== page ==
The “outstanding scientific and technical achievements” of two Laboratory research groups were recognized with LLNL’s 2001 Science and Technology Awards at the LLNL Council on Strategic Science and Technology (CSST) meeting last week.
Director Bruce Tarter and Jeff Wadsworth, deputy director for Science and Technology, presented awards to scientists whose research led to a new understanding of biomineralization and crystal growth, and researchers who developed a novel, continuous melting process to manufacture laser glass for National Ignition Facility laser optics.
“The LLNL Science and Technology Awards were established in 2000 and are given annually for notable achievements in science and technology,” said Wadsworth, adding that the recognition includes a monetary award and memorabilia presented to individuals selected by senior management and is part of the annual institutional awards program.
The research of the five-member group studying biomineralization and crystal growth has received international recognition from the scientific community and was written up in Science and Nature. Laboratory researchers worked in collaboration with scientists from the Virginia Polytechnic Institute and the University of Alabama.
“This is the culmination of a sustained effort that has its beginnings in the laser program,” said Laboratory team leader Jim de Yoreo, explaining that the project was a spin off of research in crystal growth for NIF.
Team members include De Yoreo, Christine Orme, Mary McBride, Aleksandr Noy and Teresa Land.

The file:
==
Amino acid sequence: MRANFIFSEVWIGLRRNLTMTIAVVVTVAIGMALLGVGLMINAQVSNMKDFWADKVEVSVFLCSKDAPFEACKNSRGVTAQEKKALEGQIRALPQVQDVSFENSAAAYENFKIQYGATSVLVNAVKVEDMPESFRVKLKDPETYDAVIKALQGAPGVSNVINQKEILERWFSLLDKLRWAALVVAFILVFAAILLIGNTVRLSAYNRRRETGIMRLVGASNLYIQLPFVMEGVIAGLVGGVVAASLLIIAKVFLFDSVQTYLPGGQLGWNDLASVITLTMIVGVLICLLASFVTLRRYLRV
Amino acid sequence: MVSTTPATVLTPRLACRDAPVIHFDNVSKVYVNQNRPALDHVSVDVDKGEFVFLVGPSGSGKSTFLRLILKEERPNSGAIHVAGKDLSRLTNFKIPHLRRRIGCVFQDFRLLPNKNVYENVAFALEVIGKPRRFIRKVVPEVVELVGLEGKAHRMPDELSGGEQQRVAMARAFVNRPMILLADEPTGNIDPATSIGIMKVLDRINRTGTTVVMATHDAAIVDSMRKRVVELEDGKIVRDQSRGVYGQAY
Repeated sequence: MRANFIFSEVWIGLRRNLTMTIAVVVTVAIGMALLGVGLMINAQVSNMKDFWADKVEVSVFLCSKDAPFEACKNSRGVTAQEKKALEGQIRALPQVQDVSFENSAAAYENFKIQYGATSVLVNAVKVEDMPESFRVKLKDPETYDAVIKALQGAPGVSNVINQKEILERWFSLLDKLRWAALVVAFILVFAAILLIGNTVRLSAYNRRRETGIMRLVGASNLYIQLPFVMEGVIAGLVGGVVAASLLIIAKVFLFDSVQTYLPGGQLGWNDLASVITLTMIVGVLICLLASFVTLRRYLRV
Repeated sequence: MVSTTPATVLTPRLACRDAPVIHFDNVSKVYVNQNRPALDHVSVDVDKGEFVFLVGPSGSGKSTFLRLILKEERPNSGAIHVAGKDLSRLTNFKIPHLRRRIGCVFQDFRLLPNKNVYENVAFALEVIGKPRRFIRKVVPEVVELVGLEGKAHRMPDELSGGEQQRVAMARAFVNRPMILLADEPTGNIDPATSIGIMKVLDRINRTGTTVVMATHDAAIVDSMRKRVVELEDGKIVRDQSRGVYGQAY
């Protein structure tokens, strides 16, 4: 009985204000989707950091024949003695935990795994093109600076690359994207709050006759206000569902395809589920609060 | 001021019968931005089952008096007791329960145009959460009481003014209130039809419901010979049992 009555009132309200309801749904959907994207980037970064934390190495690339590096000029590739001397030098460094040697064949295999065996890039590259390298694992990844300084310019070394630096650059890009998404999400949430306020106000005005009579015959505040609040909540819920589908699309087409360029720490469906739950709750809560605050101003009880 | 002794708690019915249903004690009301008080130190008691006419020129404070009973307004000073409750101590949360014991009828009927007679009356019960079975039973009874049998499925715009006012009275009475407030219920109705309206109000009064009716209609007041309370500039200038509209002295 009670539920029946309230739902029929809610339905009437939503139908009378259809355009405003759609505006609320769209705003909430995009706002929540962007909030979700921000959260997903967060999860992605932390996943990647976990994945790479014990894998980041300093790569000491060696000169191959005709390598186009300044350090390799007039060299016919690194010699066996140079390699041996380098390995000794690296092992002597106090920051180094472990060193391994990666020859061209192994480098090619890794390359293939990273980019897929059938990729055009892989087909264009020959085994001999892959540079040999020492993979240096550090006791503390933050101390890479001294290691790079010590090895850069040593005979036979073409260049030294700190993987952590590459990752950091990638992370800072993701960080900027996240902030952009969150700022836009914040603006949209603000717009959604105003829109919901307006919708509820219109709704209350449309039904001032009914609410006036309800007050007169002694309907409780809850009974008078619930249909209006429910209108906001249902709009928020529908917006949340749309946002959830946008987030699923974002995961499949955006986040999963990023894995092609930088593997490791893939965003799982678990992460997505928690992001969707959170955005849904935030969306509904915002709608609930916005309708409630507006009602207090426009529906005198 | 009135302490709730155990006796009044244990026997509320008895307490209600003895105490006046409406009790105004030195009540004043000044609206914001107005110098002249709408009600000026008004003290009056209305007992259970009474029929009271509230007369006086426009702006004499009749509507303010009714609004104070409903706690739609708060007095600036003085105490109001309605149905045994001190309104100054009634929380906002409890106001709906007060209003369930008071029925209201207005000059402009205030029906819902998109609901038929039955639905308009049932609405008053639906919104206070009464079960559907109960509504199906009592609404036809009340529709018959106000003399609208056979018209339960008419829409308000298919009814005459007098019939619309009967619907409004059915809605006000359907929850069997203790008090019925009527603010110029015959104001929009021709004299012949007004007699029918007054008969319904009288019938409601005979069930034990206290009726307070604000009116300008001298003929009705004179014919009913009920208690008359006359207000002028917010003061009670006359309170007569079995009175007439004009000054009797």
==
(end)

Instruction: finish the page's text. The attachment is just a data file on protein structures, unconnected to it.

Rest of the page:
The group received Laboratory Directed Research and Development (LDRD) funds to continue the biomineralization research with important implications for the biological, geological and materials science communities. “It says a lot about how science is done at the Laboratory,” De Yoreo said. “We put together the largest team of solution crystal growth scientists on the globe. That’s something the institution is very proud of.”
The group’s research led to a new understanding of the process biological organisms use to modify crystal shape and growth, forming such complex structures as bones, eggshells and seashells. Results of the research have potential application in a variety of uses including laboratory growth of human and animal bones, industrial scale formation in pipes and the manufacture of toothpaste — any situation in which calcium-based crystals grow naturally or are utilized (see Newsline, June 22, 2001) .
Jack Campbell, leader of the Lab team that developed a process for manufacturing laser glass for NIF, lauded the Laboratory’s willingness to fund cutting edge research projects. “Even if what you propose sounds outrageous,” Campbell said, “you generally find the Lab willing to sign up to try it.”
Members of the laser glass team include Campbell, a physical chemist, Charles Thorsness, chemical engineer, Tayyab Suratwala, materials scientist, and chemists Paul Ehrmann, Michael Riley and William Steele.
The results of the six-year joint research and development program with Schott Glass Technologies and Hoya Corp. was a “revolutionary” process permitting the manufacture of meter-sized plates of laser glass at a rate 20 percent faster, five times cheaper and with better optical quality than previous “one-at-a-time” processes.
NIF, the world’s largest and most energetic laser, will require more than 3,000 pieces of laser glass, each about a meter long, 0.5 meter wide and 4 centimeters thick. The neodymium-doped phosphate laser glass is being produced for two football-stadium size laser facilities — NIF and the Laser Mega Joule near Bordeaux, France.
Campbell explained that the continuous laser glass melting process requires seven different operations, carried out in separate vessels that are interconnected, to convert high-purity, powdered raw materials into a continuously moving strip of laser glass.
In the NIF laser, energy will be stored in the special glass and later extracted as high-power optical pulses.
For more information, check the Web at http://www.llnl.gov/nif/nif.html